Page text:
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A heartbreaking video of a skeletal polar bear scavenging for food in a desolate landscape is going viral online. The clip of the bear, which was released by the National Geographic channel, is gut-wrenching.
>> See the clip here (WARNING: Viewer discretion advised.)
"When scientists say bears are going extinct, I want people to realize what it looks like," says photographer Paul Nicklen pic.twitter.com/foBaqXqOQ4— National Geographic (@NatGeo) December 9, 2017
Photographer Paul Nicklen, who has been with National Geographic for 17 years, says recording the video was even more heartbreaking. He’s spent his life filming bears and estimates that he’s come across about 3,000 of them, but the animal in his latest video was unlike the rest. In an article about the clip, Nicklen recalled, “We stood there crying — filming with tears rolling down our cheeks.”
Nicklen says he’s often asked why he didn’t do something, but he explains, “Of course, that crossed my mind. But it’s not like I walk around with a tranquilizer gun or 400 pounds of seal meat.” He added, “When scientists say bears are going extinct, I want people to realize what it looks like. Bears are going to starve to death. This is what a starving bear looks like.”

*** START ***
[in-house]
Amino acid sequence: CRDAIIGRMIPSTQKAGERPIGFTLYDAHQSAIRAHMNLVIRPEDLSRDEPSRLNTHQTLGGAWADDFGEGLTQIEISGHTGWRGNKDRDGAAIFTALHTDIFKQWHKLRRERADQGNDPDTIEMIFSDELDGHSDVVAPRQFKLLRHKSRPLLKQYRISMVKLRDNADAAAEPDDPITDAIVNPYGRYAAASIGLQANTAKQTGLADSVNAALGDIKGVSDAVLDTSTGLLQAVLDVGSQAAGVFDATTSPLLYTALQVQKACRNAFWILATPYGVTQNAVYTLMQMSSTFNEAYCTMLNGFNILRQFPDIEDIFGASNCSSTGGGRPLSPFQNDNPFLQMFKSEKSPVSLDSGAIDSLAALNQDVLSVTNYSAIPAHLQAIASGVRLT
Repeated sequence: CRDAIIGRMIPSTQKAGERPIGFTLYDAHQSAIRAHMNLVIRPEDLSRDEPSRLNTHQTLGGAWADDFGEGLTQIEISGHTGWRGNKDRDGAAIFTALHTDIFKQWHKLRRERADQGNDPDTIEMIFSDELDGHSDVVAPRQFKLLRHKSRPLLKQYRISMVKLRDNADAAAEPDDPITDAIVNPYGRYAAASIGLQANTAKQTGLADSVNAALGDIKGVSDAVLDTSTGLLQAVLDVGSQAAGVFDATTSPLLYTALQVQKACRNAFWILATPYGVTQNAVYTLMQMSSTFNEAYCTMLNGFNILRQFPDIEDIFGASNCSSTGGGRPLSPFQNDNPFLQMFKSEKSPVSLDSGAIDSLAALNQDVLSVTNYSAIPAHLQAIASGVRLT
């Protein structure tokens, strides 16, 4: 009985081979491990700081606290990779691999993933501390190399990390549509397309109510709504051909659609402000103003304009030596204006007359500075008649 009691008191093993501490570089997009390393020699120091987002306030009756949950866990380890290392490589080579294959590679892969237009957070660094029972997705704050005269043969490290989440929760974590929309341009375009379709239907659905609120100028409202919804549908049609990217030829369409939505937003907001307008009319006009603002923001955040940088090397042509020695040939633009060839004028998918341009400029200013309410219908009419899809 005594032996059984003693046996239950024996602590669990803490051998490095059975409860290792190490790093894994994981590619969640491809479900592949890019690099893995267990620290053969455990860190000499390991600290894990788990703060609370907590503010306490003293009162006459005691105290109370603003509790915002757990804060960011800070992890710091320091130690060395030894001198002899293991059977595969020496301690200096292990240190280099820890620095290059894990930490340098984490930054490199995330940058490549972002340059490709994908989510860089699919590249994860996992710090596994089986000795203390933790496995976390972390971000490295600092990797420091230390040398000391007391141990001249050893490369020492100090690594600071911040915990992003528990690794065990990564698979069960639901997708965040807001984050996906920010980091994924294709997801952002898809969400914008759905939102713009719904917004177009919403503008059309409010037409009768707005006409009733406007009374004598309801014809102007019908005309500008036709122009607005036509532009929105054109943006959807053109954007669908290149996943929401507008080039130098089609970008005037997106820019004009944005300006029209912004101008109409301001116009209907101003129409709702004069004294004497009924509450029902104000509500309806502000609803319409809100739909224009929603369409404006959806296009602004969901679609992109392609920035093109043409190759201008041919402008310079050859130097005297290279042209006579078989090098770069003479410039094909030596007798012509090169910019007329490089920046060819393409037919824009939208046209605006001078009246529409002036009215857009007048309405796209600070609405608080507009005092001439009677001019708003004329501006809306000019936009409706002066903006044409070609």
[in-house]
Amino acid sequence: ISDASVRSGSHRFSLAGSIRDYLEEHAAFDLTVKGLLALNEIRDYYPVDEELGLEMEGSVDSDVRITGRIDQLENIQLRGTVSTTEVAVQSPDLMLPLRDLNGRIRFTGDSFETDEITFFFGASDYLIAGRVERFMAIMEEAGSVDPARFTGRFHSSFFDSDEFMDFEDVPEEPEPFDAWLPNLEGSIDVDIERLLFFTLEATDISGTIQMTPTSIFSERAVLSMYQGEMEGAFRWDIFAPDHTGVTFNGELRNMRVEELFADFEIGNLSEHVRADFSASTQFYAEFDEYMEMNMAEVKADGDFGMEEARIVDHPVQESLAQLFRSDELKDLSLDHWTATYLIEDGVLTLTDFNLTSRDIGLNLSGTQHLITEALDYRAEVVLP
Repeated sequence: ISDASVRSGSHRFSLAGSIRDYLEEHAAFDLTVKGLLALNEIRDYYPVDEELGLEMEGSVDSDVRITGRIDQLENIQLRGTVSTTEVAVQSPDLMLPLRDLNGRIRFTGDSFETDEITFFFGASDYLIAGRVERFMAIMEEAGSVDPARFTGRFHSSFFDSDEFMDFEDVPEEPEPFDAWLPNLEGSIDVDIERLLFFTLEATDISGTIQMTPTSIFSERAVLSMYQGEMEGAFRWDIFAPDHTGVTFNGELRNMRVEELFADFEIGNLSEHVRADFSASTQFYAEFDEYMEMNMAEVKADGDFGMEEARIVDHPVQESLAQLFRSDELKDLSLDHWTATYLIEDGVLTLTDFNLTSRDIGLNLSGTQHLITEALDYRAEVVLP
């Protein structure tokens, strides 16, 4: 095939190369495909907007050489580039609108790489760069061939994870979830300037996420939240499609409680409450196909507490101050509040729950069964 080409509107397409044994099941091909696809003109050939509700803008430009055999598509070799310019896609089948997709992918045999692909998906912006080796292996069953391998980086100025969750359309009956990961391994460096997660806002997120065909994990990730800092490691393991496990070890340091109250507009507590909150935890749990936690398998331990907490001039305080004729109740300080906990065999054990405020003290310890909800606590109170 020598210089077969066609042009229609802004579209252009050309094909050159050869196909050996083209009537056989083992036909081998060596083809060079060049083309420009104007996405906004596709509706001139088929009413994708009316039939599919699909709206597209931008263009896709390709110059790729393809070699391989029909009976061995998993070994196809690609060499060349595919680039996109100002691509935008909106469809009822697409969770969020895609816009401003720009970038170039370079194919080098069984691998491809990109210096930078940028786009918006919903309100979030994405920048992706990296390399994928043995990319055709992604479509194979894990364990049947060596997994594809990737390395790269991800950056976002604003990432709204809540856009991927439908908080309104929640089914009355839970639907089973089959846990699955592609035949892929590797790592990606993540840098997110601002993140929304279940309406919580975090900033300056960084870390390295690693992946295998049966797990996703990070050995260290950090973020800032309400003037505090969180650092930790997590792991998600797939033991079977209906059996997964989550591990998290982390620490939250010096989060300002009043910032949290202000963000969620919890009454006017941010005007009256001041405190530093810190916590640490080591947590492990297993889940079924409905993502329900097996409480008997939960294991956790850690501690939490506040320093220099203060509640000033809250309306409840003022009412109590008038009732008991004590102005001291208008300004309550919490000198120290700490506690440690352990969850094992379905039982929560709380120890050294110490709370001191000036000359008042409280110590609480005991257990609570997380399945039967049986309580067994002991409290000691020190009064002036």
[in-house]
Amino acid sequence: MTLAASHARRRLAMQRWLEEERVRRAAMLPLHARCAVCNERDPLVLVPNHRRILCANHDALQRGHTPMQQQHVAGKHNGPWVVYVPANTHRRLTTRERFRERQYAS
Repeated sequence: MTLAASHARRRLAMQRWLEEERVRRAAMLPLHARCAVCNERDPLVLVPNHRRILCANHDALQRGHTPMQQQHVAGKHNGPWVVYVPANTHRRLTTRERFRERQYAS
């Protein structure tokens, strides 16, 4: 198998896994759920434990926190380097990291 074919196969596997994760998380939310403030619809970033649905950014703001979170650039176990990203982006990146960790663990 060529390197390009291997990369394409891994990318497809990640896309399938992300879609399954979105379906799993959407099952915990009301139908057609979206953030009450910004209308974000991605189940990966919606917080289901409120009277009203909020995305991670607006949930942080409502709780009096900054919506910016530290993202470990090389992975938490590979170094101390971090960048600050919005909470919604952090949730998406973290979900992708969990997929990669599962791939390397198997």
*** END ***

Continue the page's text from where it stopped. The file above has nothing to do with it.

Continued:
The internet has definitely felt the gut-punch of the video, which sparked an outcry. Actor Kumail Nanjiani offered one off-hand solution to the problem:
I wanna Eternal Sunshine that picture of the starving polar bear out of my brain.— Kumail Nanjiani (@kumailn) December 9, 2017
Unfortunately, animals seem to have a very bleak future in front of them. The No. 1 threat to the world’s 22,000 polar bears is climate change, according to a World Wildlife Foundation report. The bears spend the winter months on the ice, where they do a lot of laying around and a whole lot of eating seals; they fast during the summer. But as the winter months have become warmer, it takes longer for the ice to reappear each season, meaning that the animals have less time to eat, and they have to fast for a longer stretch of time. In short, no ice means no seals, which could soon mean no polar bears.
This footage of a polar bear starving to death captures the devastating impact climate change is having on the species pic.twitter.com/1jEYCIF58v— BuzzFeed News (@BuzzFeedNews) December 8, 2017
Government agencies monitoring about climate change are also warning that we could possibly lose polar bears as early as 2050, per a Washington Post report.